New school safety federal legislation named after Parkland victim Alyssa Alhadeff

Lawmakers announce effort to implement panic button system, increase school resource officers nationwide

Alyssa Alhadeff was among the 17 killed during the 2018 Valentine's Day massacre at Marjory Stoneman Douglas High School in Parkland. Lawmakers announced new school safety legislation on Thursday named after her.

WASHINGTON, D.C. – A group of lawmakers and Parkland activists announced new federal school safety legislation on Thursday afternoon in Capitol Hill.

They were with parents of victims of the 2018 Valentine’s Day massacre at Marjory Stoneman Douglas High School at the grassy triangle on the House side of the Capitol’s East Front to announce the ALYSSA Act and the SOS Act.

“The ALYSSA Act will require silent panic alarms in all schools to immediately alert law enforcement of active shooter situations ... the SOS Act will increase investment in more well-trained school resource officers,” Rep. Josh Gottheimer, of New Jersey, said before introducing Lori Alhadeff.

“We can prevent violence from happening before it happens,” said Alhadeff, the Broward County School Board chair and president of Make Our Schools Safe, a nonprofit organization based out of Coral Springs.

Alhadeff shared a message for her daughter Alyssa, who was a winning debater and soccer midfielder: “I love you Alyssa and in your honor, you will be saving lives with this legislation and this action.”

Alhadeff also asked lawmakers to come together as Republicans and Democrats to swiftly move Alyssa’s Act, and the SOS Act forward through the legislative process.

“Don’t sit idly by until the next tragic school shooting,” Alhadeff said.

Rep. Tony Gonzales was the only Republican who spoke. He represents the residents of Uvalde, Texas, where there was a massacre on May 24, 2022, at Robb Elementary School when an 18-year-old former student fatally shot 19 students and two teachers.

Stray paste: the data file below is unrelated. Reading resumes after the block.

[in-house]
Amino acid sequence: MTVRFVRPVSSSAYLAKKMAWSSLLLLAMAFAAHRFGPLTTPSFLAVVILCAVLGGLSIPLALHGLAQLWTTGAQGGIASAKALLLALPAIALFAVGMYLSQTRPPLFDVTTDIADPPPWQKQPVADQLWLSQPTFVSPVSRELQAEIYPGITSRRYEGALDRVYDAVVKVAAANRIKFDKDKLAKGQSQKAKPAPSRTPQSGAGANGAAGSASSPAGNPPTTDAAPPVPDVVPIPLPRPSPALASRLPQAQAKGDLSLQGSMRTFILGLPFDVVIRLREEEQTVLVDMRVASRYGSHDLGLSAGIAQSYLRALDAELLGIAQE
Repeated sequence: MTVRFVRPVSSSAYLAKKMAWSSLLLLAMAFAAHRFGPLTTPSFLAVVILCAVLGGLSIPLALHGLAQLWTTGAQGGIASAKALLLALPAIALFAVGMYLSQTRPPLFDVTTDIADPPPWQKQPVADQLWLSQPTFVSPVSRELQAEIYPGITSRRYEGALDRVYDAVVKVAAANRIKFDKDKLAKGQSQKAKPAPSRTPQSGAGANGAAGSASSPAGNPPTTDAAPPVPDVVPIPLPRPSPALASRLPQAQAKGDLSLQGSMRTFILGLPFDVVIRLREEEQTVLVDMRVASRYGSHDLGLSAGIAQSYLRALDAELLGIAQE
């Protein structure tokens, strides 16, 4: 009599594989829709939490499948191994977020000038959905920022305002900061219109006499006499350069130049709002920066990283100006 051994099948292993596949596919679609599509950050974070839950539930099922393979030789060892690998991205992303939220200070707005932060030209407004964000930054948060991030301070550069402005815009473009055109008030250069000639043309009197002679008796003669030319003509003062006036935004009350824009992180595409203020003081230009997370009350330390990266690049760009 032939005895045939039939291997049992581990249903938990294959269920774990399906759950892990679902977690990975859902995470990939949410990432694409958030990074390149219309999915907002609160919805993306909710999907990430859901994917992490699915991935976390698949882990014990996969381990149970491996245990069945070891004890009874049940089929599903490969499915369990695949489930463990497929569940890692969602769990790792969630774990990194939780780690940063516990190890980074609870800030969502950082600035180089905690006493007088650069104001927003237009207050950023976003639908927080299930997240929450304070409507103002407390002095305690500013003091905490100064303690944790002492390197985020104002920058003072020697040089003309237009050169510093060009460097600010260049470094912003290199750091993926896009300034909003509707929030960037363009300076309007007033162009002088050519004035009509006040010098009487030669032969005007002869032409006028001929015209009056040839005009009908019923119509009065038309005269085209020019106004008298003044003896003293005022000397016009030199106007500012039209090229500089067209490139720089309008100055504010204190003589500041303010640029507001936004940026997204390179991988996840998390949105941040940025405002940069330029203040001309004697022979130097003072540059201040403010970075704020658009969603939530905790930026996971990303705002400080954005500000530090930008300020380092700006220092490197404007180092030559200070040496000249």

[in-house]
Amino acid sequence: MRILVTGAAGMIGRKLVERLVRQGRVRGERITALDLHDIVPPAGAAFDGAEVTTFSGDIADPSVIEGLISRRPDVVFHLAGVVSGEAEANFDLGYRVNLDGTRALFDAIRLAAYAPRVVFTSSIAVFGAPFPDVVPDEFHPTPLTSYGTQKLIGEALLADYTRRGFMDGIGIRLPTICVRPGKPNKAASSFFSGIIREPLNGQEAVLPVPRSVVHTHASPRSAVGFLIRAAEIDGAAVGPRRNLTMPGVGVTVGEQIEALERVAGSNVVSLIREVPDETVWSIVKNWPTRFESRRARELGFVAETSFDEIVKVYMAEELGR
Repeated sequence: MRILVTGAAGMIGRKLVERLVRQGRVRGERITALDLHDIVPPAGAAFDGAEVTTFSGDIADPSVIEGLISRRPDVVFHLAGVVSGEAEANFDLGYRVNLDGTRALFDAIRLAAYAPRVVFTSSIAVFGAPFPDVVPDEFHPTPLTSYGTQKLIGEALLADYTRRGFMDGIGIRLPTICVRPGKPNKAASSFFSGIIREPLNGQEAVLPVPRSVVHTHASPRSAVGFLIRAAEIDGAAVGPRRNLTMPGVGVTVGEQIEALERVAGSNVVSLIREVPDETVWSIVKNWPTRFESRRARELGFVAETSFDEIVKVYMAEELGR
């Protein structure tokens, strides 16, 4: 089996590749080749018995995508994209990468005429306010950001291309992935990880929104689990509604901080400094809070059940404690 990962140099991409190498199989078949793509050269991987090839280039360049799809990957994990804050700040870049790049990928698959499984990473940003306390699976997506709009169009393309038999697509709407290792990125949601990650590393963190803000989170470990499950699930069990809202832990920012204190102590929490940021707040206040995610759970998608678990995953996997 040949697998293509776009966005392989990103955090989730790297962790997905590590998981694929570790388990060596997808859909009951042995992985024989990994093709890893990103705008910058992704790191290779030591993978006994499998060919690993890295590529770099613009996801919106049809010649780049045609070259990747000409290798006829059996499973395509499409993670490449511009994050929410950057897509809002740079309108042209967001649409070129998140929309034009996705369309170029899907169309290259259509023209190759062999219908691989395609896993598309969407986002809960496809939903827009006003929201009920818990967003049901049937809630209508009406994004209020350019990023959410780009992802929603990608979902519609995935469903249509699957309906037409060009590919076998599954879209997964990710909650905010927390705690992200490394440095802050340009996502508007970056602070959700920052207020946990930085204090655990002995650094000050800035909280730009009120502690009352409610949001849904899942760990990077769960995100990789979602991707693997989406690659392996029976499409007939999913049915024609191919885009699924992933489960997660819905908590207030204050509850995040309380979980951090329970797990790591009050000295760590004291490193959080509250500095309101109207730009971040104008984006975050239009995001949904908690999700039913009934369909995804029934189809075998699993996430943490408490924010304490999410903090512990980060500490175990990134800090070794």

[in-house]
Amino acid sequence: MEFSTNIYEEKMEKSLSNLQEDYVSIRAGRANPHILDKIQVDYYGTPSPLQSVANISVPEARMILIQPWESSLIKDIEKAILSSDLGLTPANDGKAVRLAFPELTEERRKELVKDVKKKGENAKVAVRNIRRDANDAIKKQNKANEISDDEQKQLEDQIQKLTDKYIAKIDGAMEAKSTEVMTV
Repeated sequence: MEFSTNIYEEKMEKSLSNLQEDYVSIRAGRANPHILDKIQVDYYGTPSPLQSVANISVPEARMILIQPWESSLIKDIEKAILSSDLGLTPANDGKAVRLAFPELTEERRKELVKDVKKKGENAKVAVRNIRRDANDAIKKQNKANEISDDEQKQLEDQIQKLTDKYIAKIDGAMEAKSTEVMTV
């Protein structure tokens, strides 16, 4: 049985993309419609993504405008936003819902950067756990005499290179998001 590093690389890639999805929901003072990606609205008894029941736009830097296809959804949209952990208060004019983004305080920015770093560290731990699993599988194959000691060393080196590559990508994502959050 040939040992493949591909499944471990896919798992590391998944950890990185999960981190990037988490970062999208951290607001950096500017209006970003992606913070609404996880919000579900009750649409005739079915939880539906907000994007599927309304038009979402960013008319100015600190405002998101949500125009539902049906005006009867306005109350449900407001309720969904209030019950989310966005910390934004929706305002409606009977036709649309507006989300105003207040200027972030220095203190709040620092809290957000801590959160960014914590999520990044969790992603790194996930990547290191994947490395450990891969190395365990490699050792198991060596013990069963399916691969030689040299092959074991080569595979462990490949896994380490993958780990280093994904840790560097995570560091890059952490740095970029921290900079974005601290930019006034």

“We can both protect the Constitution and we can protect our kids in school,” Gonzales said. “It doesn’t have to be either or.”

Lori Alhadeff shakes hands with Rep. Tony Gonzales, a Republican from Uvalde, Texas, after announcing new school safety legislation on Thursday in Capitol Hill. (Copyright 2023 by WPLG - All rights reserved.)

Max Schachter whose slain 14-year-old son Alex was a musician in the school marching band and a rec basketball player also spoke in support of the legislation.

“Alyssa’s Act puts a panic app at every teacher’s hand so law enforcement can respond immediately ... Seconds save lives,” Schachter said.

The photos of Alyssa, Alex, and Gina Montalto, a 14-year-old victim who was a member of the color guard, were on display by the podium. Schachter said he hopes that the Congressional walk-through Friday of the 1200 building with Representatives Mario Diaz Balart and Jared Moskowitz will help.

“Safety has to come before education,” Schachter said.

Moskowitz, who lives in Parkland and graduated from Marjory Stoneman Douglas High School, said Florida is an example of how you can implement school safety with bipartisan support.

“Every single thing we do can save a life, and can have one more kid come home from school or a movie theater, or a grocery store, or just their regular neighborhood where gun violence is too prevalent,” Moskowitz said.

The news conference ended earlier than planned after an aide who was standing near the photographs of the Parkland victims required medical assistance and DC Fire Rescue personnel responded.

Watch the news conference on Facebook Live

About the Author:

The Emmy Award-winning journalist joined the Local 10 News team in 2013. She wrote for the Miami Herald for more than 9 years and won a Green Eyeshade Award.